When it comes to higher-level academia, not many have utilized the full potential of 3D printing technology more than those studying archaeology, who have used 3D scanning, modeling, and printing in order to create complete 3D replicas of various fossilized creatures. One intriguing example came from University of Alaska professor Pat Druckenmiller, who, through 3D scanning and printing, discovered an entirely new species of dinosaur! This technology has continued to impact the field of geology, and has now been recognized as the method used by Oxford University researcher Dr. Roger Close, who, with help from 3D printing service providers i.materialise, has also worked to bring the fossils of forgotten species out from the rocks and into our hands.
Unlike Druckenmiller’s massive discovery, Close had been rummaging through Jurassic period rocks on the Isle of Sky in Scotland and found the fossilized remains of some smaller mouse-like species called Palaeoxonodon ooliticus. The fossil itself only measured a few millimeters in size, and would have been a timely and meticulous effort to excavate safely from the rock. This is where 3D printing technology was truly able to help Dr. Close and his Oxford research team. By using an X-Ray Computed Tomography (CT) scanner located at London’s Natural History Museum, the team was able to create a precise 3D model of this species’ Jurassic-era jaw.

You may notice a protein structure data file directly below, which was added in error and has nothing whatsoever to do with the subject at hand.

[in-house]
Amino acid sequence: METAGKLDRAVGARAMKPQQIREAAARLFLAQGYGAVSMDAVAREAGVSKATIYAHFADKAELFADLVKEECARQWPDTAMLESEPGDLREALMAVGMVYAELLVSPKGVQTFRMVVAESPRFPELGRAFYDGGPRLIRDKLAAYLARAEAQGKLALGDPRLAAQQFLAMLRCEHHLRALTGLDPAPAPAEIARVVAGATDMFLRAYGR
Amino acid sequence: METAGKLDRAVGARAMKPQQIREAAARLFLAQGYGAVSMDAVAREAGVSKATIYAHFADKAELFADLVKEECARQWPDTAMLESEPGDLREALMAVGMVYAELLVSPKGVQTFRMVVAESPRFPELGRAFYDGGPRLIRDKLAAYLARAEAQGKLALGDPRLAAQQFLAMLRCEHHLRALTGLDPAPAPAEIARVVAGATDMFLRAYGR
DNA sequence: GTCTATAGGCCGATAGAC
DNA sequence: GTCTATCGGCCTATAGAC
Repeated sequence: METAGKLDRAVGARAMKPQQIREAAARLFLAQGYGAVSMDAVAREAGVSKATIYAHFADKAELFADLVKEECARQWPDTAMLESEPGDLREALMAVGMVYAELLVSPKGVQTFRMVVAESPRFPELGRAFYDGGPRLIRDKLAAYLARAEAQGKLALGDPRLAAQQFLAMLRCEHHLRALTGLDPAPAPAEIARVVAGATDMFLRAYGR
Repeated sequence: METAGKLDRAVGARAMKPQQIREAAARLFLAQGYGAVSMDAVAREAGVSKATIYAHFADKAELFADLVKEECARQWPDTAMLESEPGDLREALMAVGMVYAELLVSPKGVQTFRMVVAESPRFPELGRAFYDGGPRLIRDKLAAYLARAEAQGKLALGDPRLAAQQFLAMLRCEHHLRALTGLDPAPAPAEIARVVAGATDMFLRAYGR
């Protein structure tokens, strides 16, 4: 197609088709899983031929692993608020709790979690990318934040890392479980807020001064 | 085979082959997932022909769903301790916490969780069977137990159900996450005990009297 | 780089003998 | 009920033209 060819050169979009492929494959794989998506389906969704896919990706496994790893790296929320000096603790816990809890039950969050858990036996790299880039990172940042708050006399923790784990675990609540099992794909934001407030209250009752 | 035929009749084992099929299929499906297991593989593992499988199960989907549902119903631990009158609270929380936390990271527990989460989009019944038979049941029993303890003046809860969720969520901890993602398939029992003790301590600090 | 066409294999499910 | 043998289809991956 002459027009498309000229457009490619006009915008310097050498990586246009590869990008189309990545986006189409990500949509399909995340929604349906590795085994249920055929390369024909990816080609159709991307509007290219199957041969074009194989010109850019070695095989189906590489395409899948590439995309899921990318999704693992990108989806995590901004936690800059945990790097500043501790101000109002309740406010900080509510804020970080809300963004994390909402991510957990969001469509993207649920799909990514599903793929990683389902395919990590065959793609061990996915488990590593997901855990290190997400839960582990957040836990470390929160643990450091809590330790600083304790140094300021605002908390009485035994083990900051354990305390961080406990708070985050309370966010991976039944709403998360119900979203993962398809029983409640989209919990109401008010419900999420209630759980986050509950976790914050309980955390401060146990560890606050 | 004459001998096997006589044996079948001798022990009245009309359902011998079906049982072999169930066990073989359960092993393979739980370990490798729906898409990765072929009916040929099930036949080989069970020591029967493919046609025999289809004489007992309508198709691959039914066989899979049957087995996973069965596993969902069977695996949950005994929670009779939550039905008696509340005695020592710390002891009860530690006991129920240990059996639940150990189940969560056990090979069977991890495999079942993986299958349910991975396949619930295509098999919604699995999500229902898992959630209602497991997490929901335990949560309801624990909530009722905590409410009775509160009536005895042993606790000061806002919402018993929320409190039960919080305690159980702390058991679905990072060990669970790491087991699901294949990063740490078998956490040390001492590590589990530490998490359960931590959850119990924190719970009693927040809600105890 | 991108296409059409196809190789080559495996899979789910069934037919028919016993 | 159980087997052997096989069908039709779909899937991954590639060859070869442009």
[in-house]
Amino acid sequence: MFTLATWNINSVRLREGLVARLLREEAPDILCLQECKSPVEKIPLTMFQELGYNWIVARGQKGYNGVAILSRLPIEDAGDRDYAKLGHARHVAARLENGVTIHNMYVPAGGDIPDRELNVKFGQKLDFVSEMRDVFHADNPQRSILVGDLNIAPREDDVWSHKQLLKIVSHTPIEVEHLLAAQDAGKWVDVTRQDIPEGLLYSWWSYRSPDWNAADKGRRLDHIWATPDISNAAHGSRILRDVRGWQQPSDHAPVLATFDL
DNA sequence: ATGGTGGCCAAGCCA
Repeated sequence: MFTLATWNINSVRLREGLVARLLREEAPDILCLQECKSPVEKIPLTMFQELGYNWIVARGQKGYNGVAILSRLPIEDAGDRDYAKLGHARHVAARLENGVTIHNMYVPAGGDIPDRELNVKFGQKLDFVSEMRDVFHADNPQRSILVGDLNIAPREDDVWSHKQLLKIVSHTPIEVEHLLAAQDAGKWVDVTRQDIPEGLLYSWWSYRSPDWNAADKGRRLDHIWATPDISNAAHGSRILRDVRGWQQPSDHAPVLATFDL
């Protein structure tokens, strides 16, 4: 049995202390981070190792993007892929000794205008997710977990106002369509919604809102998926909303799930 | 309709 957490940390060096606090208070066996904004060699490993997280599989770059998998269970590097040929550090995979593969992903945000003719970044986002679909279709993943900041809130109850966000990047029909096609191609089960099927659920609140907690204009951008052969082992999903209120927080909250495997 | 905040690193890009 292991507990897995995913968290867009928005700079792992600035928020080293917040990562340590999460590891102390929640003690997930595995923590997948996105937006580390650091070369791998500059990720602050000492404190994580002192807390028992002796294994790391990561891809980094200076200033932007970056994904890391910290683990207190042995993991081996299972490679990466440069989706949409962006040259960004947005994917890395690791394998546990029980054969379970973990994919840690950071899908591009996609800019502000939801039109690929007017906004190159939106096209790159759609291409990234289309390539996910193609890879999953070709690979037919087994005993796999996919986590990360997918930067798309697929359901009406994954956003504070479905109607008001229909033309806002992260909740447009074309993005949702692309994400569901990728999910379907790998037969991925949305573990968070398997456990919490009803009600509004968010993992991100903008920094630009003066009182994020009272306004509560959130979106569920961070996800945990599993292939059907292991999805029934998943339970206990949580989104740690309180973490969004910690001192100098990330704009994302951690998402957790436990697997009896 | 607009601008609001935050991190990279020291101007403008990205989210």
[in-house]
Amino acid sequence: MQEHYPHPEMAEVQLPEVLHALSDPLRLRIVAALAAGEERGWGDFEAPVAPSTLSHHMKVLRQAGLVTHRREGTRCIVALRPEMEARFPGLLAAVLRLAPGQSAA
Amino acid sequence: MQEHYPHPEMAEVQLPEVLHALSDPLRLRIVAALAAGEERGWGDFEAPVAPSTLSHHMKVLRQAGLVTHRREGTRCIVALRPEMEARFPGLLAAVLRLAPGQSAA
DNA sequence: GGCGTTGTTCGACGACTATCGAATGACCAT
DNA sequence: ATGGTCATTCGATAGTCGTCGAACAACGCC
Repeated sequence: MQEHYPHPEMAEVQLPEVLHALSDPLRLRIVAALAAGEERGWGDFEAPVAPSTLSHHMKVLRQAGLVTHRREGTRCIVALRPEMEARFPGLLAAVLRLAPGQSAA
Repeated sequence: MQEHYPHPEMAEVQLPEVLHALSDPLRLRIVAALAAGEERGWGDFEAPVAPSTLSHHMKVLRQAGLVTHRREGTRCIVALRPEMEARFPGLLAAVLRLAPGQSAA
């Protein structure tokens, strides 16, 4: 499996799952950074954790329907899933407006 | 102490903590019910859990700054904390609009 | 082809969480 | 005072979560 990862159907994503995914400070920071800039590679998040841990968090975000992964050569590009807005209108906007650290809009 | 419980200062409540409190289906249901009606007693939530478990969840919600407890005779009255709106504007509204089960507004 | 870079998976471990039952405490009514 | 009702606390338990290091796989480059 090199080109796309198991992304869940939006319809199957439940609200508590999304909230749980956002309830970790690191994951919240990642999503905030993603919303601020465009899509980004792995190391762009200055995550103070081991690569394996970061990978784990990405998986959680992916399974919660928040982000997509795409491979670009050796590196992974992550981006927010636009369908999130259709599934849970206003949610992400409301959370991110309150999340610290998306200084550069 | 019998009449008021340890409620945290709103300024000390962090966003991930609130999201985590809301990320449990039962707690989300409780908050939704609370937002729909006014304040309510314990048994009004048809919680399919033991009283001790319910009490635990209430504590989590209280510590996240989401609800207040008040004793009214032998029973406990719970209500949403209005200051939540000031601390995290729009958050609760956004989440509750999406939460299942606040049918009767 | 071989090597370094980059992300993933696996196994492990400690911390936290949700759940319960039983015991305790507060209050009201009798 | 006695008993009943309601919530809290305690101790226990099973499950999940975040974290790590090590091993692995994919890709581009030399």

“The fact that the model could so easily be scaled up to 20 times its original size made it all the more fun,” said Dr. Close. “I found that being able to scrutinize a 3D print was genuinely helpful while describing the anatomy of the fossil for publication, as it highlights features that might not be immediately apparent on a computer-screen rendering.”
Not only did 3D printing assist Dr. Close with accurate and resizable models of the his team’s fossil discoveries, it also allowed him to easily share his findings with the entire world. Dr. Close has even uploaded the 3D files for these fossils onto the DataDryad.org database so that anyone can download, remodel, and 3D print scientifically important fossils, such as the Palaeoxonodon ooliticus jaw. Using i.materialse, Dr. Close was able to receive high-quality prints of his discovered fossils and excitedly shared them with his colleagues and the online Maker community.
Dr. Close recognizes the educational and cost benefits of 3D modeling and printing within his field, but he appreciates the cool factor that 3D printing carries as well. “The best thing about having a 3D print of the fossil was that I could show the specimen off to colleagues and friends—virtually everyone who saw it was amazed, particularly when they heard that the model had only cost a tenner!” said Dr. Close.